Binance's Tesla Stock Token May Have Raised Regulatory Red Flags: Report

Binance may need a license to market security tokens to the Hong Kong public.

AccessTimeIconApr 21, 2021 at 10:19 p.m. UTC
Updated Sep 14, 2021 at 12:44 p.m. UTC

Binance’s marketing campaign to citizens in Hong Kong for its security token representing Tesla stock may be a violation of local securities regulations, according to a prominent local news outlet.

Inducing the public to purchase securities is a regulated activity that requires a license from the city’s top financial watchdog the Securities and Futures Commission (SFC), Gaven Cheong, a partner at law firm Simmons & Simmons, told the South China Morning Post on Wednesday. Binance does not appear to have secured a license to market or trade security tokens in the region, according to the report.  

Binance, one of the largest crypto exchanges by volume, launched its Binance stock token on April 12. This new service allows its users to buy fractions of companies’ shares with digital tokens. The zero-commission tokens qualifies holders for returns including dividends.

The users can purchase as little as one-hundredth of a regular stock. Such transactions can only be settled by Binance USD (BUSD), a U.S. dollar stablecoin issued by the exchange. The underlying stocks are in  the custody of a third-party brokerage company, according to Binance’s website. It is unclear which brokerage firm is the custodian and where it is located.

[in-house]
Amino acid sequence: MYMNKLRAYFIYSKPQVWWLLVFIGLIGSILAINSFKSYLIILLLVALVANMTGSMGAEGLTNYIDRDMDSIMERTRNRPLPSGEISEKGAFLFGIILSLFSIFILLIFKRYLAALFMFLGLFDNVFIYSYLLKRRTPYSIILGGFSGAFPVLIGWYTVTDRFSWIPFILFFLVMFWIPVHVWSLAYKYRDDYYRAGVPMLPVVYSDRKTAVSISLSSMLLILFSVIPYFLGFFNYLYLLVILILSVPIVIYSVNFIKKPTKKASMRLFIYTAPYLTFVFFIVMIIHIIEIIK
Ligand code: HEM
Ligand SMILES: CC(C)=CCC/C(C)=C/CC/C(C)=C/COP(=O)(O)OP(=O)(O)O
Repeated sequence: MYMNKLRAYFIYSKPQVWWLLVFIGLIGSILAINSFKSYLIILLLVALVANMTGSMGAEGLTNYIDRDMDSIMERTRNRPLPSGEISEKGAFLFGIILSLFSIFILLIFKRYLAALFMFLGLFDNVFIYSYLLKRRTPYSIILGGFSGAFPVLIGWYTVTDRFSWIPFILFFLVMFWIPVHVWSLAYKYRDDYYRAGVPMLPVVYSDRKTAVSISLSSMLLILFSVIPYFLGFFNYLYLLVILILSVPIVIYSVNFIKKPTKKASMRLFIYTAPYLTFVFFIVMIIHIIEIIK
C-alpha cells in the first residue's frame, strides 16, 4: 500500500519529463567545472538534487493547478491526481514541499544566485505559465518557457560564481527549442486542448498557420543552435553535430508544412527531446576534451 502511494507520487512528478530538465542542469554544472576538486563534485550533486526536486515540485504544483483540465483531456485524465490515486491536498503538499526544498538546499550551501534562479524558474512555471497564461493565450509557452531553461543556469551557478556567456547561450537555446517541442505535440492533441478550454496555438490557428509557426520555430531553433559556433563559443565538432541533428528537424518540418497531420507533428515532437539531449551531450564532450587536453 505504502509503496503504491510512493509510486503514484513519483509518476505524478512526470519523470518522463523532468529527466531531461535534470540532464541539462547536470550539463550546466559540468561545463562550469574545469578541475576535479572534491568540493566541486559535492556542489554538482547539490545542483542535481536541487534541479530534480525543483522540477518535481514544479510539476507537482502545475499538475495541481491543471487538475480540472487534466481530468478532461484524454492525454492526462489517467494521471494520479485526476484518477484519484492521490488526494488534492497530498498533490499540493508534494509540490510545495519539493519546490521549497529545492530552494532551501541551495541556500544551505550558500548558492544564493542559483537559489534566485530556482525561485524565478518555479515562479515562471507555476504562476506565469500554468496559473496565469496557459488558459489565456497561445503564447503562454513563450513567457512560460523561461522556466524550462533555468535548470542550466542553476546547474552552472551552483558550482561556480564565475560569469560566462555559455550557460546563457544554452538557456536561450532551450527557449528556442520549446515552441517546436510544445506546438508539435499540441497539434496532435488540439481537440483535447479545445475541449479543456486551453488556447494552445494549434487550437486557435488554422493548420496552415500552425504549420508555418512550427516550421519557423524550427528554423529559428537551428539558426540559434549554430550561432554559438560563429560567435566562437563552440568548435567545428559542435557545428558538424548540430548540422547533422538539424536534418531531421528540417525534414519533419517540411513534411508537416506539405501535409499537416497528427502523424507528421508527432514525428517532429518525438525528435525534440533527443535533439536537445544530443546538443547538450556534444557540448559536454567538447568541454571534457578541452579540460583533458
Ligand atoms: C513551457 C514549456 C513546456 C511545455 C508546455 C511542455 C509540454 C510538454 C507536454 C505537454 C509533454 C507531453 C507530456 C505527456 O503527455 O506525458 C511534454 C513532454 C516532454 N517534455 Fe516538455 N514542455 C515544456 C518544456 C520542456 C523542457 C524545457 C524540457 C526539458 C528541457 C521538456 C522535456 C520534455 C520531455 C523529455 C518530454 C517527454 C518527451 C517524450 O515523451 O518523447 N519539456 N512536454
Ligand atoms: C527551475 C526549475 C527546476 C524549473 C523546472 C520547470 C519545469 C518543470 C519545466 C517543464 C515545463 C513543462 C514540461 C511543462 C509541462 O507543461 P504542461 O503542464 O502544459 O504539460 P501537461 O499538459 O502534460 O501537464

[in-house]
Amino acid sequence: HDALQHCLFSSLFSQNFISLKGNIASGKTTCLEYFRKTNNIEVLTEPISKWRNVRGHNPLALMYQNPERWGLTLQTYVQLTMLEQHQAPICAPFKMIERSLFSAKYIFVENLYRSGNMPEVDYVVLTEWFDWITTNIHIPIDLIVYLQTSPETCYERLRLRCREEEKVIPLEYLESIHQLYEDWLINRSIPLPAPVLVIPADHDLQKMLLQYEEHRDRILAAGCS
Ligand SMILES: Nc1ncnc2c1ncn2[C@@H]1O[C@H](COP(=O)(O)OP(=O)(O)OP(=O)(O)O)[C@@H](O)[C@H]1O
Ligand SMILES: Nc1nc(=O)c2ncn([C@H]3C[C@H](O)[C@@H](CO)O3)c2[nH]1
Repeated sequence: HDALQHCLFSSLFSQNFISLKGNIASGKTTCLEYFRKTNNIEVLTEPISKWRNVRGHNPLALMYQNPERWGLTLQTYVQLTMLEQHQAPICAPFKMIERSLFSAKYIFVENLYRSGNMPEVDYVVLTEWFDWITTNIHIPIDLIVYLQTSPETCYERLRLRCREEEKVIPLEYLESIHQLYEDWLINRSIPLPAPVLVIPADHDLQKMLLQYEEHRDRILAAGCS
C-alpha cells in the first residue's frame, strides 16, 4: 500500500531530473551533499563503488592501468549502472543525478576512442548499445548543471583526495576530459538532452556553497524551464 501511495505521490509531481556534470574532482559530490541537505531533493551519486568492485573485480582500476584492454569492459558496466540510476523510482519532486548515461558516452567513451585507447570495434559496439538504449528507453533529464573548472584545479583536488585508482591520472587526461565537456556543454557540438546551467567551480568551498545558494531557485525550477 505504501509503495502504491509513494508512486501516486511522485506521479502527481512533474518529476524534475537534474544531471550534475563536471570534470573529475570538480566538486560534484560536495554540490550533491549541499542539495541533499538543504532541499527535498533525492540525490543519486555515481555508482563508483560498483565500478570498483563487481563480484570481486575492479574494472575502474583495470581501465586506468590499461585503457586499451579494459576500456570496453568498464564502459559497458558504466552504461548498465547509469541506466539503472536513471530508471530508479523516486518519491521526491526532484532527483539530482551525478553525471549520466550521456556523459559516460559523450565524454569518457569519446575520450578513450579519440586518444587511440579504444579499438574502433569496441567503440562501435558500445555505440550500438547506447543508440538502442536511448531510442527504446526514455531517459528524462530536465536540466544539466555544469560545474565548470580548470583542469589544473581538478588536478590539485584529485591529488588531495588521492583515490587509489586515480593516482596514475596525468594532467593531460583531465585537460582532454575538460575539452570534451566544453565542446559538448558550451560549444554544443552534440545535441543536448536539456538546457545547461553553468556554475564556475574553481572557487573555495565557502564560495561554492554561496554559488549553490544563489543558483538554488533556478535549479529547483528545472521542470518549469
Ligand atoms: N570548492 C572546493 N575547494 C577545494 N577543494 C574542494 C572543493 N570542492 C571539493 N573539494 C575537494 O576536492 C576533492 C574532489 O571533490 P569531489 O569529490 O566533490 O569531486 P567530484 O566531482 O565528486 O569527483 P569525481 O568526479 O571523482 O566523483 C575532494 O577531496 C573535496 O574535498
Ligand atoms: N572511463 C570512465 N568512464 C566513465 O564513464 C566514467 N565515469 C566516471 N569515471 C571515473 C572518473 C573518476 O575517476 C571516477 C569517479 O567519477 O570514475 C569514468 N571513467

The posting of announcements that advertise a security token could be seen as an invitation amounting to “dealing” in securities, the report said. The SFC considers security tokens “likely to be securities,” according to its statement regarding security tokens in March 2019. 

Binance had not responded to requests for comments by press time. 

The first stock token issued by Binance is backed by electric car maker Tesla’s shares. Binance also added tokens representing Coinbase’s $COIN stock after the exchange went public in the U.S. last week.

While banks and trading platforms in Singapore have opened compliant security token trading services due to loosening financial regulations, such tokens are still heavily restricted  in many other regions such as mainland China and the U.S. 


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